COL Balance tax increase
School board faces a numbers challenge
The public outcry at a Truth-in-Taxation hearing over the Rochester School Board's tax increase proposal has been so loud that there is no way the board can go forward with its preliminarily approved tax increase of 31.86 percent.
The good news is that the school board had no intention to do so. Ever.
The preliminary figure was approved to accommodate a state law stating that school districts can pass only as much as a preliminarily approved figure. A school board can come down, but can't go up. As such, the board gave approval to the maximum figure allowed under state law. The final figure is guaranteed to be less.
The board also should not approve the much more moderate debated proposal of 18.52 percent. Even this figure is too high. Whether it is more than can be afforded or more than can be tolerated is fuzzy.
To reduce the tax increase, the school board should put off some of the maintenance projects it has proposed.
It is important that the board approve work on Edison, the district's administration building. By all accounts it is a sick building that is causing health concerns for employees.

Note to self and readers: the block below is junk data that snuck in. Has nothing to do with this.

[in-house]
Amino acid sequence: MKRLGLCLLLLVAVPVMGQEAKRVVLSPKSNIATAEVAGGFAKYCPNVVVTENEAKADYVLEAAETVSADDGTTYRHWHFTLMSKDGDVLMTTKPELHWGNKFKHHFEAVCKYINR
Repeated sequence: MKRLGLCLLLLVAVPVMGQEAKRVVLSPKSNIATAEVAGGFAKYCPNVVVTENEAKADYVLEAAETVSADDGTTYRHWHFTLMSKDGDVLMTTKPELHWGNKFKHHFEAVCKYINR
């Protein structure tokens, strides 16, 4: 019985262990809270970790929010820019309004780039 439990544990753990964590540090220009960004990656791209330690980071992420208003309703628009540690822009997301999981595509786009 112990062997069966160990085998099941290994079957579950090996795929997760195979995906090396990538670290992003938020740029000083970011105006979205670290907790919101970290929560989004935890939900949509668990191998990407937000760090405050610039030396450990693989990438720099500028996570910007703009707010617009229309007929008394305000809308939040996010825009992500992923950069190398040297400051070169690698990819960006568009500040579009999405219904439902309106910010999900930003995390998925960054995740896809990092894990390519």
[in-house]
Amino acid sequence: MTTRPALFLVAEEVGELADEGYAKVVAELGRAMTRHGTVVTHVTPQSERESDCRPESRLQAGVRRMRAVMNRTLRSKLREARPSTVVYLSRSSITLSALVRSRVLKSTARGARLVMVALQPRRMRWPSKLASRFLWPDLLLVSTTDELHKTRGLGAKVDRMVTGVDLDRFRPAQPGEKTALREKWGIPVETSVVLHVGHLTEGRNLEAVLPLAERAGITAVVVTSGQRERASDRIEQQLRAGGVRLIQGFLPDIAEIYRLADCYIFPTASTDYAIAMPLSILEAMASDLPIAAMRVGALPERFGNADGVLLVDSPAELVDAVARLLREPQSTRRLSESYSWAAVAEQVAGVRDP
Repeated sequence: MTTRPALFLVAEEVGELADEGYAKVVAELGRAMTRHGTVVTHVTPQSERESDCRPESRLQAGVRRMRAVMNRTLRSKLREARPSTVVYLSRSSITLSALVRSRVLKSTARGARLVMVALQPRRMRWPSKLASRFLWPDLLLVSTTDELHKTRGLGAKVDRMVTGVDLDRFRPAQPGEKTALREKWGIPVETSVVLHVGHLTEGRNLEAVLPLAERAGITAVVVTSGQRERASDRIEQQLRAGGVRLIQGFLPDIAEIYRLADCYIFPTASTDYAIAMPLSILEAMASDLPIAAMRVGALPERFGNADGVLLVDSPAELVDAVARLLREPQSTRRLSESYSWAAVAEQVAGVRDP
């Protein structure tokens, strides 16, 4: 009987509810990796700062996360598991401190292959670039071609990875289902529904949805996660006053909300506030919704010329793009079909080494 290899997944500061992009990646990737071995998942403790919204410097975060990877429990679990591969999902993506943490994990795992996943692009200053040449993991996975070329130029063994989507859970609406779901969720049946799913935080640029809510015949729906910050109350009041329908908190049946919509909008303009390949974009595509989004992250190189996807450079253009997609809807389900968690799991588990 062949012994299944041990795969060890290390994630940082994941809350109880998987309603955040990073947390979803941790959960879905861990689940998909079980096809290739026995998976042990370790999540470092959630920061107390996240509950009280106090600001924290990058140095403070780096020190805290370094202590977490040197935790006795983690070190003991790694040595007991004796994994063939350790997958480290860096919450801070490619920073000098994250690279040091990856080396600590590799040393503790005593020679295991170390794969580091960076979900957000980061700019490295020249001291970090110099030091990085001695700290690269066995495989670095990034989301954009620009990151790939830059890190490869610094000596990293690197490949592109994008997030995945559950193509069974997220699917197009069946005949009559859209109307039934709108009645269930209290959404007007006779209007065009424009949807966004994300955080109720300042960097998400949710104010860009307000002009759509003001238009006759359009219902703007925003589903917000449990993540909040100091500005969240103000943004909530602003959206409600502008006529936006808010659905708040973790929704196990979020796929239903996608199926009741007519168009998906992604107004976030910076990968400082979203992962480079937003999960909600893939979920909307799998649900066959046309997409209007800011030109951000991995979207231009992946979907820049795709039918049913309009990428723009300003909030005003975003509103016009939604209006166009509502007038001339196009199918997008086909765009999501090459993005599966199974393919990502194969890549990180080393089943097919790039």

There is a political question the board must consider: How large an increase can the board approve while maintaining public support for future issues? For example, next year voters will be asked to extend three current operating levy overrides. It's possible that other investment and tax questions could be asked, too.
If the board approves a levy that most voters believe is too high, it risks alienating those voters. The repercussions could be vengeance at the polls. Anger voters now and risk defeat of crucial levy override extensions later.
A question greater than politics is how can a school board know how much tax is too much? When have people reached their limit, collectively as a district, and individually as voters?
To divine such an answer is tricky. It could come down to values. People might not be tapped out. They might believe schools are getting enough. It is far simpler just to look to the ballot box. The answer will be only yes or no, not why, but it's feedback. There is a recent example.
The school district is in the middle of a massive maintenance project for John Marshall High School and recently finished one at Mayo High School. Together, the pair cost more than $50 million, which was approved by the board without seeking voter approval.
Yet, on the heels of this decision was a school board election that returned three incumbent board members who ran unopposed. It was a clear sign that people approved of the board's big budget maintenance decision.
This year the school board needs to do what it can to soften the tax hit to taxpayers. If not, next year's election might not have a positive outcome. The hint is in the loud and vocal outcry at this week's tax hearing.